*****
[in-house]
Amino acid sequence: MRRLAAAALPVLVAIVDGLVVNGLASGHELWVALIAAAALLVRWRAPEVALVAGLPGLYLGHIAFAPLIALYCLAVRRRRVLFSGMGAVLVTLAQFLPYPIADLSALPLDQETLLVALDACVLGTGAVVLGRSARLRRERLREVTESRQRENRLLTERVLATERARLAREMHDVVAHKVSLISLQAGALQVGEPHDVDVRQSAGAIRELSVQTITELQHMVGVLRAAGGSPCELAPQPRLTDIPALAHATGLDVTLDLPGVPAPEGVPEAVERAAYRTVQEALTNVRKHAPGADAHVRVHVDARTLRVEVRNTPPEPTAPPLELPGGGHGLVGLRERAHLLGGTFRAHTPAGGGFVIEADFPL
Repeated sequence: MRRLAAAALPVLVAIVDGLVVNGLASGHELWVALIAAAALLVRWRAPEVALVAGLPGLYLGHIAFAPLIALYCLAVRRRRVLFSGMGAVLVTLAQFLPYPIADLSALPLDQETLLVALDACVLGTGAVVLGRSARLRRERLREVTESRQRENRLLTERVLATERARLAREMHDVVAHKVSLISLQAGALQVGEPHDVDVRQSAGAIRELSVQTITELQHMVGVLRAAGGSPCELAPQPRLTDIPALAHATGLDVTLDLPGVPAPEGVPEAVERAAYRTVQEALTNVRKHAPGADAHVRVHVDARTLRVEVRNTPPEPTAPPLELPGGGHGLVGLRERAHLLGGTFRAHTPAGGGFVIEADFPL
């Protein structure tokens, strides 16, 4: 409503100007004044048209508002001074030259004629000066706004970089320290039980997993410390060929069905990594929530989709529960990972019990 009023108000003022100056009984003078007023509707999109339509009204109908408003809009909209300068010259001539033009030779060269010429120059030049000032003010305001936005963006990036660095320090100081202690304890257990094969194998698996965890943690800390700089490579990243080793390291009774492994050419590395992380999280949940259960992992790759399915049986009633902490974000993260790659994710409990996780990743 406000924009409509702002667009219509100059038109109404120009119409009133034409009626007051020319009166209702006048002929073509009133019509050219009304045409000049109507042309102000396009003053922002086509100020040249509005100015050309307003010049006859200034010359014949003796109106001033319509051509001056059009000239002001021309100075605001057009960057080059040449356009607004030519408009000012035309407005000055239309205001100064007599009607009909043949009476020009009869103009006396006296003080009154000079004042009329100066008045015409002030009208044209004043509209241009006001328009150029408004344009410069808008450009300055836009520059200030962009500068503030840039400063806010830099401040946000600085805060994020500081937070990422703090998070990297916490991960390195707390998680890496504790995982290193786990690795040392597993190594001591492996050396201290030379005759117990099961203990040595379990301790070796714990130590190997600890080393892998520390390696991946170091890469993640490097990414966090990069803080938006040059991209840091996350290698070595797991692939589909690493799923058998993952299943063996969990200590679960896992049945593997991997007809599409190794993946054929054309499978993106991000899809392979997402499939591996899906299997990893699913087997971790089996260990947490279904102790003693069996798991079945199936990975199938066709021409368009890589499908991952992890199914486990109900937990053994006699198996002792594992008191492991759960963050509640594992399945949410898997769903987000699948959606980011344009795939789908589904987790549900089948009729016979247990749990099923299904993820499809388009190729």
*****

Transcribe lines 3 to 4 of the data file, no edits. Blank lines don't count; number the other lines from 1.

Repeated sequence: MRRLAAAALPVLVAIVDGLVVNGLASGHELWVALIAAAALLVRWRAPEVALVAGLPGLYLGHIAFAPLIALYCLAVRRRRVLFSGMGAVLVTLAQFLPYPIADLSALPLDQETLLVALDACVLGTGAVVLGRSARLRRERLREVTESRQRENRLLTERVLATERARLAREMHDVVAHKVSLISLQAGALQVGEPHDVDVRQSAGAIRELSVQTITELQHMVGVLRAAGGSPCELAPQPRLTDIPALAHATGLDVTLDLPGVPAPEGVPEAVERAAYRTVQEALTNVRKHAPGADAHVRVHVDARTLRVEVRNTPPEPTAPPLELPGGGHGLVGLRERAHLLGGTFRAHTPAGGGFVIEADFPL
């Protein structure tokens, strides 16, 4: 409503100007004044048209508002001074030259004629000066706004970089320290039980997993410390060929069905990594929530989709529960990972019990 009023108000003022100056009984003078007023509707999109339509009204109908408003809009909209300068010259001539033009030779060269010429120059030049000032003010305001936005963006990036660095320090100081202690304890257990094969194998698996965890943690800390700089490579990243080793390291009774492994050419590395992380999280949940259960992992790759399915049986009633902490974000993260790659994710409990996780990743 406000924009409509702002667009219509100059038109109404120009119409009133034409009626007051020319009166209702006048002929073509009133019509050219009304045409000049109507042309102000396009003053922002086509100020040249509005100015050309307003010049006859200034010359014949003796109106001033319509051509001056059009000239002001021309100075605001057009960057080059040449356009607004030519408009000012035309407005000055239309205001100064007599009607009909043949009476020009009869103009006396006296003080009154000079004042009329100066008045015409002030009208044209004043509209241009006001328009150029408004344009410069808008450009300055836009520059200030962009500068503030840039400063806010830099401040946000600085805060994020500081937070990422703090998070990297916490991960390195707390998680890496504790995982290193786990690795040392597993190594001591492996050396201290030379005759117990099961203990040595379990301790070796714990130590190997600890080393892998520390390696991946170091890469993640490097990414966090990069803080938006040059991209840091996350290698070595797991692939589909690493799923058998993952299943063996969990200590679960896992049945593997991997007809599409190794993946054929054309499978993106991000899809392979997402499939591996899906299997990893699913087997971790089996260990947490279904102790003693069996798991079945199936990975199938066709021409368009890589499908991952992890199914486990109900937990053994006699198996002792594992008191492991759960963050509640594992399945949410898997769903987000699948959606980011344009795939789908589904987790549900089948009729016979247990749990099923299904993820499809388009190729």